Directed by Anthony Skuse
Darlinghurst Theatre Company
39 Burton Street, Darlinghurst
Season: 8 – 26 June
Continually humans are fascinated by the challenges, nuances and whimsy of human life. This innate intrigue that surrounds storytelling underlies the continual consumption of documentaries, as life is often proven to be stranger than fiction. Whilst Enright’s play A Man with Five Children is fictional, it assumes a documentary story-telling style, paired with the intricate back-story to the documentary presented on TV to the nation. This play is very ambitious. In spite of some drawbacks I found with Enright’s text, Skuse puts together a wonderful production that is visually stunning and explores the curious intricacies of the course of human lives.
Admittedly, I struggled for the duration of the show to give myself over to the play's world, because I could never wholly accept its premise. Enright has imagined a predicament where a single man organises for five children to be filmed one day a year, for a long-term documentary series. This forms the basis for his continual entanglement in their lives, as he is free from the checks and balances of a production team to ensure his ethics stay in order. It is unlikely that a big TV network is going to hand out money to a lone freelance journalist for an experiment with major ethical ramifications. Of course, the show described in the play does exist - the UK documentary series ‘7 Up’, documenting a group of kids every 7 years for their whole life. It is indisputably fascinating. The play tells the story of the kids' lives in a very similar way to this series, except instead of just grappling with the most recent portion of life, the play tries to cram in 35 years of five people's lives, as well as the behind the scenes narrative with Gerry, the filmmaker. So much of the story rested on the premise of Gerry’s relationship with the children, and I never quite felt their complex relationships and consequent circumstances to ring true.
You could see that Enright had a vast volume of ideas and musings he wished to express, however I felt that there was an oversaturation of interesting ideas that meant that they were never fully realised, to become more than a mere musing. The play is just a little too ambitious, which is a shame because a lot of the ideas touched upon are really quite wonderful. That being said, my issues with the play were all textual – Skuse’s production really is a lovely show.
Aaron Tsindos lights up the stage as Theo, with masterful comic timing and a sweetness to cherish. Jemwel Danao plays Roger with complexity, highlighting the shift between bright-eyed optimism, and the disillusionment that can accompany ageing. I was disappointed to feel that his role was underwritten in the second act – I would have loved to see a meatier story follow through for his character. Chenoa Deemal plays Jessie with grace and determination, and she manages to achieve good coherence in her character development in spite of the rapid movement of time. I enjoyed seeing Zoe blossom, played by Jody Kennedy, realising a future for herself beyond the self-imposed bland ordinariness she first believed she was capable of. There is a poignant scene at the end of the play, in which Gerry has a revelation about the way he has been living his life through this project, through his five children – I’ll refrain from spoilers, but Jeremy Waters nails this revelation at the end, showing a vastly different quality to the character.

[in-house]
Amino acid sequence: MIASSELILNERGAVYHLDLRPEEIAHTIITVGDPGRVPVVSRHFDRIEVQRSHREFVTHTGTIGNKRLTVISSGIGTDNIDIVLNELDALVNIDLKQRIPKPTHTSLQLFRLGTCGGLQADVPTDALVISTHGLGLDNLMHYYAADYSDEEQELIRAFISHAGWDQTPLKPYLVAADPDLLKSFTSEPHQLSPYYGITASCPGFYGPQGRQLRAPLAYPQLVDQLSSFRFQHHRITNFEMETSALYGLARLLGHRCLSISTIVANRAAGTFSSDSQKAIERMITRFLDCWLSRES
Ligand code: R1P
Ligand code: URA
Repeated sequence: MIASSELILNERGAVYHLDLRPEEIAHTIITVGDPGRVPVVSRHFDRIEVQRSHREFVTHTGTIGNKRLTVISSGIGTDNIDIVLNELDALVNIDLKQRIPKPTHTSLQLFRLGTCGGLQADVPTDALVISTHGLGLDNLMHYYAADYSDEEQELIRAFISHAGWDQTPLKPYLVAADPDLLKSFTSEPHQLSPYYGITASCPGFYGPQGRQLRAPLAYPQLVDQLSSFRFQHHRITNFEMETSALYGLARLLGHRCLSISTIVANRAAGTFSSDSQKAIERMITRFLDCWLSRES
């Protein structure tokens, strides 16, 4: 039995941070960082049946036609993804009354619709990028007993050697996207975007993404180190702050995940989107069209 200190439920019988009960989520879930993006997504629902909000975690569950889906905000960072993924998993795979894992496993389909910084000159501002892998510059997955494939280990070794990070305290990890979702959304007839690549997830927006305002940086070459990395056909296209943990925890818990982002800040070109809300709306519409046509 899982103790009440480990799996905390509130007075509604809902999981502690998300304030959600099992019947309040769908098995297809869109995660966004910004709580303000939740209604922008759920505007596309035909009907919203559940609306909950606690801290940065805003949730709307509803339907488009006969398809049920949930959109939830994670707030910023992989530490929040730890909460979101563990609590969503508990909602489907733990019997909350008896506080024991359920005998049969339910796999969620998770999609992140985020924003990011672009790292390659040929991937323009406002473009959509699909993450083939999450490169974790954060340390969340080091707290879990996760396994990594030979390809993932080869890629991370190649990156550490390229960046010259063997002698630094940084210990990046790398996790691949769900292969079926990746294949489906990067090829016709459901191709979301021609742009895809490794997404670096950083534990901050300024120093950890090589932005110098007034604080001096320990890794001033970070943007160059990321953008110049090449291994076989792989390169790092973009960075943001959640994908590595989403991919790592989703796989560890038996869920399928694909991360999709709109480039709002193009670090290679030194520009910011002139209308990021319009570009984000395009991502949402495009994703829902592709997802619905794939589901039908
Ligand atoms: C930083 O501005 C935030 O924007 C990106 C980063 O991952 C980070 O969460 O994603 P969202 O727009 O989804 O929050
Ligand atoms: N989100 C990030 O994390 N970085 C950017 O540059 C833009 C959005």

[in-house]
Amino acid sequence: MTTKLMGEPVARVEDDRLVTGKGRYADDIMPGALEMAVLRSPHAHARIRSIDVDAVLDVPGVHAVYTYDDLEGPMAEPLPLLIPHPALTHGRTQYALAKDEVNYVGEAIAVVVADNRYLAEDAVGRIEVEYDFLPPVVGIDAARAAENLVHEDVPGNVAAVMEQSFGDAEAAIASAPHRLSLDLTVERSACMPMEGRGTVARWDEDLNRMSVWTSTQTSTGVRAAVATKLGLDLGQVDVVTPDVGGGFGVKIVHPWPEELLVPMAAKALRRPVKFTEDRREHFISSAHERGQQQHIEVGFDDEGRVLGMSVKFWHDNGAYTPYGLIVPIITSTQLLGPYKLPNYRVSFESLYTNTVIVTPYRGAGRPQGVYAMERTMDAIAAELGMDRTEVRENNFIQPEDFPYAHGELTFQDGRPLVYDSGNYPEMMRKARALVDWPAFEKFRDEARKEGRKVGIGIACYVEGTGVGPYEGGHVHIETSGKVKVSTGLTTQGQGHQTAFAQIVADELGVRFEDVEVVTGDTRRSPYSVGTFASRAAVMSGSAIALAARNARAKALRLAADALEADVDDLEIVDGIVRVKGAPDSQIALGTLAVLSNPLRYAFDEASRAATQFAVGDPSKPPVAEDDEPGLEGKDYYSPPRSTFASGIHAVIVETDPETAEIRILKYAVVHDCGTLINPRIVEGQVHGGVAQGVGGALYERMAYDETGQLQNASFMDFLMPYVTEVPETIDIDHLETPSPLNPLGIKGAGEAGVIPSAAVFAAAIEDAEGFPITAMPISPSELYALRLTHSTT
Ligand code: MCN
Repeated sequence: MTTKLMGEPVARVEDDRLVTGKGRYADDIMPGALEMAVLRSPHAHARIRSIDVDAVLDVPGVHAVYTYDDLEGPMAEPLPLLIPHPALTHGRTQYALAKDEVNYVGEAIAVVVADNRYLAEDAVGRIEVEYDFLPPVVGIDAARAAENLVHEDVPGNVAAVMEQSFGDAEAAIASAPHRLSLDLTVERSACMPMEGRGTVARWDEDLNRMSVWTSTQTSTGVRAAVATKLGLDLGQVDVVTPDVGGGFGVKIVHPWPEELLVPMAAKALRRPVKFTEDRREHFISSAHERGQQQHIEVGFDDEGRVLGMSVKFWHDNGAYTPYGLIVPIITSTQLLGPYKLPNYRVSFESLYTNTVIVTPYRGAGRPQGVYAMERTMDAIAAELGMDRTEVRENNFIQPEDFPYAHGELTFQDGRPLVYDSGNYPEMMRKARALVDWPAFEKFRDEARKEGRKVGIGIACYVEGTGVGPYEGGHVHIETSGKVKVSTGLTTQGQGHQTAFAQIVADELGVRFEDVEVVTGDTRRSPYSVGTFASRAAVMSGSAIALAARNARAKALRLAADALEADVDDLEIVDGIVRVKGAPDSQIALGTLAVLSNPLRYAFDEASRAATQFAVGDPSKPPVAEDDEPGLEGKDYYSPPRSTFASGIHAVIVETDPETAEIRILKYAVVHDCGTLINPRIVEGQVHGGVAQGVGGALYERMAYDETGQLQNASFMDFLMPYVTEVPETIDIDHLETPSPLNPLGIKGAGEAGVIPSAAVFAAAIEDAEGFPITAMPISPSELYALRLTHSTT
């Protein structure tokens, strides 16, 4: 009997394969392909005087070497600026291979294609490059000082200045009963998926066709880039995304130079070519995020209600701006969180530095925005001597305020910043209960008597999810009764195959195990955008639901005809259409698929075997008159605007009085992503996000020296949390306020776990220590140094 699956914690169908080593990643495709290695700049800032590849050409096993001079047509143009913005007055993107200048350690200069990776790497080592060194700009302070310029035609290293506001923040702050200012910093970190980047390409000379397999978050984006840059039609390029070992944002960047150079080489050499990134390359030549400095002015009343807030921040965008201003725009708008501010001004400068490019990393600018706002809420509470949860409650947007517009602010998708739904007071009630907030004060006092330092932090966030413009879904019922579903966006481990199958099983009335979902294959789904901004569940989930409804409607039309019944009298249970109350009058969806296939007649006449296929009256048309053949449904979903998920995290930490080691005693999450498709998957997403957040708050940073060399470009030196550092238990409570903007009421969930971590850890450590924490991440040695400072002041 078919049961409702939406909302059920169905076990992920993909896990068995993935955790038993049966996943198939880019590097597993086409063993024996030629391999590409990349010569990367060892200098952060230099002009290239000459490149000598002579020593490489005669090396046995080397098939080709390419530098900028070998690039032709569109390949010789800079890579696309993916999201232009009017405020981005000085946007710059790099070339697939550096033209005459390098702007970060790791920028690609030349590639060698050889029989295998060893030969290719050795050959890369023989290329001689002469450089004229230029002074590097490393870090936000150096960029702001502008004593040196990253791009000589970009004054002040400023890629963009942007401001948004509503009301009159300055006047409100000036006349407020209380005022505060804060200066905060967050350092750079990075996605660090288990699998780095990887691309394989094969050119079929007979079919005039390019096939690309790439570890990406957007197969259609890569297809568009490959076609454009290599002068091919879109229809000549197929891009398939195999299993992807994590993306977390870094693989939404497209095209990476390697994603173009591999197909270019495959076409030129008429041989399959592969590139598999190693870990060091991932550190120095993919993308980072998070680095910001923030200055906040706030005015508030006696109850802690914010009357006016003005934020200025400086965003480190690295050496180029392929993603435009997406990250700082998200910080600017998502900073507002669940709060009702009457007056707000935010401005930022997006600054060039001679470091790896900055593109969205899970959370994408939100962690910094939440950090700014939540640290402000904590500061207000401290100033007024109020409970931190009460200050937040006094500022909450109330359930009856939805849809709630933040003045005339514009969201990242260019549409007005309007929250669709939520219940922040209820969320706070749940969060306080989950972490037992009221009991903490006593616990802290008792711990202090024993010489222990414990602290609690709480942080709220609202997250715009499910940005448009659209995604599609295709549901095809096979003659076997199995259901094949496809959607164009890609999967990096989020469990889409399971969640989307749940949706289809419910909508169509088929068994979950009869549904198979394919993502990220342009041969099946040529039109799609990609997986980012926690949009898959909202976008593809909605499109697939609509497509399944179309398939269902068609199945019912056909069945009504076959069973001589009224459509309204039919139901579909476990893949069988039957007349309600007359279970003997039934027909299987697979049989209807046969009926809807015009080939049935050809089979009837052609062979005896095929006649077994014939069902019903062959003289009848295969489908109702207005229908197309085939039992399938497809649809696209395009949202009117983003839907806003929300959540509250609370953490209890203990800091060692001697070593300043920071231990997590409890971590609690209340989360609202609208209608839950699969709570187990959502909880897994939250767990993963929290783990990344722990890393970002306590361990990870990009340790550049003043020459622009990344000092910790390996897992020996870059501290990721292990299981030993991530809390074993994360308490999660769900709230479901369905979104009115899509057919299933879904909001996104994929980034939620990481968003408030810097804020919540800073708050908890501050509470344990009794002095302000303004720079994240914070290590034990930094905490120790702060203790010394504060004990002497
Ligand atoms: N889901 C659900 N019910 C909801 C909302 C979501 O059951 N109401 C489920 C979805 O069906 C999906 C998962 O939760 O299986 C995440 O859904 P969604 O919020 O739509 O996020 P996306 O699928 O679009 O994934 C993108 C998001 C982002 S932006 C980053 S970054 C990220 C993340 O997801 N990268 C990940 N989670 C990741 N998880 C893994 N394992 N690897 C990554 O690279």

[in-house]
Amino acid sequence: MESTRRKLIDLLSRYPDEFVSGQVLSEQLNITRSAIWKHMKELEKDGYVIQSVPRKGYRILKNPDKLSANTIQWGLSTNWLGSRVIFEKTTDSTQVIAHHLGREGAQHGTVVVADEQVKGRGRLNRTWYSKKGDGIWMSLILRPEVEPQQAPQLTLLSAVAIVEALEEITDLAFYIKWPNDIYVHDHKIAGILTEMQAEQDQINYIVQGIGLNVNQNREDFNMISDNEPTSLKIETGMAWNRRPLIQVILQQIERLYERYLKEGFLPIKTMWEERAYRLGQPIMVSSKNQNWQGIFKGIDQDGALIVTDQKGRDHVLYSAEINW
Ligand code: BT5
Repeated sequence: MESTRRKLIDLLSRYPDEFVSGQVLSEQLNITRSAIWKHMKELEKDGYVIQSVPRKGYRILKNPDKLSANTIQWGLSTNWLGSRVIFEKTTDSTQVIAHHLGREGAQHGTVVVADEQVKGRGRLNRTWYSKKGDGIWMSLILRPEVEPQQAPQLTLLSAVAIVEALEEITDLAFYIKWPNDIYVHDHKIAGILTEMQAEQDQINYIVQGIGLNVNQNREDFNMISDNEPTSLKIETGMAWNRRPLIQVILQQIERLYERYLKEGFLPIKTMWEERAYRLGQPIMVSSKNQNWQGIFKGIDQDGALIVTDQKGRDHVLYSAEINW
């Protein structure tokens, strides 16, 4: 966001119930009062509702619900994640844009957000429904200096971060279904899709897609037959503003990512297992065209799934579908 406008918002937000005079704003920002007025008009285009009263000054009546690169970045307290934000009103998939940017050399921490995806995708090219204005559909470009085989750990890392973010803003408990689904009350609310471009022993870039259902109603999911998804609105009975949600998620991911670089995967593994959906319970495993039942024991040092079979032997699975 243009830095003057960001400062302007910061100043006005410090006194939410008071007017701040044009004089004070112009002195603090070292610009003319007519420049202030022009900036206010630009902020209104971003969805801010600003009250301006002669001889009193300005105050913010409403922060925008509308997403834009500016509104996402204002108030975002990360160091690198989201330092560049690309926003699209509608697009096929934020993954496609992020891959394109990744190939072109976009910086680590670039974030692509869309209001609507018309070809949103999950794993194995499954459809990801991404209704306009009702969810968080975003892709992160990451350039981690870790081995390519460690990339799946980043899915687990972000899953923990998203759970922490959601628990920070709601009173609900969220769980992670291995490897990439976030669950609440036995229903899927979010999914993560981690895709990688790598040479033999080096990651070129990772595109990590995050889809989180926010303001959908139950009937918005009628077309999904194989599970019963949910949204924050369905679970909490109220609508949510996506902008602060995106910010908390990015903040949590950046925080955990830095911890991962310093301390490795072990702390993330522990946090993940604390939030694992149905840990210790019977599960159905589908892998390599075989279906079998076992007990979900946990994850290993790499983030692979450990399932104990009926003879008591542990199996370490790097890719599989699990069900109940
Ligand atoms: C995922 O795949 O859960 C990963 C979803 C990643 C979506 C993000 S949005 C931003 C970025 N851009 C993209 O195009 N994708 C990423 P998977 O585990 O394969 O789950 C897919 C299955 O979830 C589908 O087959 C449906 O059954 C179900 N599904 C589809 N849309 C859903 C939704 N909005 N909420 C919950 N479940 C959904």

Skuse's production enlists the use of projection onto the vast white exposed theatre walls. Both live film and previously recorded footage is used, allowing the audience to peer closer. There are truly breathtaking moments. Georgia Hopkins' minimalistic production design paired with Tim Hope's AV design is simply stunning. It's not a gimmick or a distractor, but rather the conceptual realisation of these kids' lives, as they are replayed and relived through a detached medium. If ever there were a suitable time to use the word ‘visceral’, this would be it.
There is a multitude of facets that determine (perhaps even predetermine?) the way in which our lives will play out. Human relationships are possibly even more complex and in the realm of the unexplainable. What draws a group of people together? Why do people fall in love? Why are these relationships so fragile, and prone to fracture? Certainly Enright gives audiences plenty to reflect on, in this play. Skuse injects feeling and a self-reflexive element that makes for a marvellous theatrical experience. In the vein of artistic expression, A Man with Five Children engages with colossal questions fettered throughout our little individual existences, but does so in a way that is visually arresting, and really very beautiful.